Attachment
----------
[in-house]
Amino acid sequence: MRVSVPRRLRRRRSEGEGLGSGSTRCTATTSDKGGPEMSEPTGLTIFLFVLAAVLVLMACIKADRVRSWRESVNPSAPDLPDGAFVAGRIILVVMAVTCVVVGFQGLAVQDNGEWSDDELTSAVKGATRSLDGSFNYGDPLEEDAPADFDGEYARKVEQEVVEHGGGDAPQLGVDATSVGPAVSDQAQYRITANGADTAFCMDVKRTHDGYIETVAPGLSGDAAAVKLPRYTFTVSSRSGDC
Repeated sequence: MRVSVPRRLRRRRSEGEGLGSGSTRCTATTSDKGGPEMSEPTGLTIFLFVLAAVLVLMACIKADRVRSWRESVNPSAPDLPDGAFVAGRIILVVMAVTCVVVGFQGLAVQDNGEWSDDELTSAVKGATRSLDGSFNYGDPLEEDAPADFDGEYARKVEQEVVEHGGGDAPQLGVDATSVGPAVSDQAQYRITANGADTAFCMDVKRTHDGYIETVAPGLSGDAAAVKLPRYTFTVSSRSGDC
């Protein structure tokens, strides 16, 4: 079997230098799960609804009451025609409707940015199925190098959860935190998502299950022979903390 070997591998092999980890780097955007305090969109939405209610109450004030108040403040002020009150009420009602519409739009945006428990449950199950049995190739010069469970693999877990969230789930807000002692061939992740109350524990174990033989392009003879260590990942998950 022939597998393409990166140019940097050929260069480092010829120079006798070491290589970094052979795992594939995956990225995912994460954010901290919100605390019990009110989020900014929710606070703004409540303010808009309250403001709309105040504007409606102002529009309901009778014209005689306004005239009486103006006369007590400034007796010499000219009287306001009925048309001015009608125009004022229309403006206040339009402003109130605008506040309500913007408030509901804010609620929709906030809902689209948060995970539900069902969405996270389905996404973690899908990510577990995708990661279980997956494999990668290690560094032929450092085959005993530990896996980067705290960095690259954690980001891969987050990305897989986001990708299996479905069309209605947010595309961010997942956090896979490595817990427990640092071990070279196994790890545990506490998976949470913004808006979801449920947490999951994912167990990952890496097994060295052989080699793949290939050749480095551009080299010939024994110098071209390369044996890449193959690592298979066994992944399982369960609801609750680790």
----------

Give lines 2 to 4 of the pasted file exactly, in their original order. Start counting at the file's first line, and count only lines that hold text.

Amino acid sequence: MRVSVPRRLRRRRSEGEGLGSGSTRCTATTSDKGGPEMSEPTGLTIFLFVLAAVLVLMACIKADRVRSWRESVNPSAPDLPDGAFVAGRIILVVMAVTCVVVGFQGLAVQDNGEWSDDELTSAVKGATRSLDGSFNYGDPLEEDAPADFDGEYARKVEQEVVEHGGGDAPQLGVDATSVGPAVSDQAQYRITANGADTAFCMDVKRTHDGYIETVAPGLSGDAAAVKLPRYTFTVSSRSGDC
Repeated sequence: MRVSVPRRLRRRRSEGEGLGSGSTRCTATTSDKGGPEMSEPTGLTIFLFVLAAVLVLMACIKADRVRSWRESVNPSAPDLPDGAFVAGRIILVVMAVTCVVVGFQGLAVQDNGEWSDDELTSAVKGATRSLDGSFNYGDPLEEDAPADFDGEYARKVEQEVVEHGGGDAPQLGVDATSVGPAVSDQAQYRITANGADTAFCMDVKRTHDGYIETVAPGLSGDAAAVKLPRYTFTVSSRSGDC
């Protein structure tokens, strides 16, 4: 079997230098799960609804009451025609409707940015199925190098959860935190998502299950022979903390 070997591998092999980890780097955007305090969109939405209610109450004030108040403040002020009150009420009602519409739009945006428990449950199950049995190739010069469970693999877990969230789930807000002692061939992740109350524990174990033989392009003879260590990942998950 022939597998393409990166140019940097050929260069480092010829120079006798070491290589970094052979795992594939995956990225995912994460954010901290919100605390019990009110989020900014929710606070703004409540303010808009309250403001709309105040504007409606102002529009309901009778014209005689306004005239009486103006006369007590400034007796010499000219009287306001009925048309001015009608125009004022229309403006206040339009402003109130605008506040309500913007408030509901804010609620929709906030809902689209948060995970539900069902969405996270389905996404973690899908990510577990995708990661279980997956494999990668290690560094032929450092085959005993530990896996980067705290960095690259954690980001891969987050990305897989986001990708299996479905069309209605947010595309961010997942956090896979490595817990427990640092071990070279196994790890545990506490998976949470913004808006979801449920947490999951994912167990990952890496097994060295052989080699793949290939050749480095551009080299010939024994110098071209390369044996890449193959690592298979066994992944399982369960609801609750680790």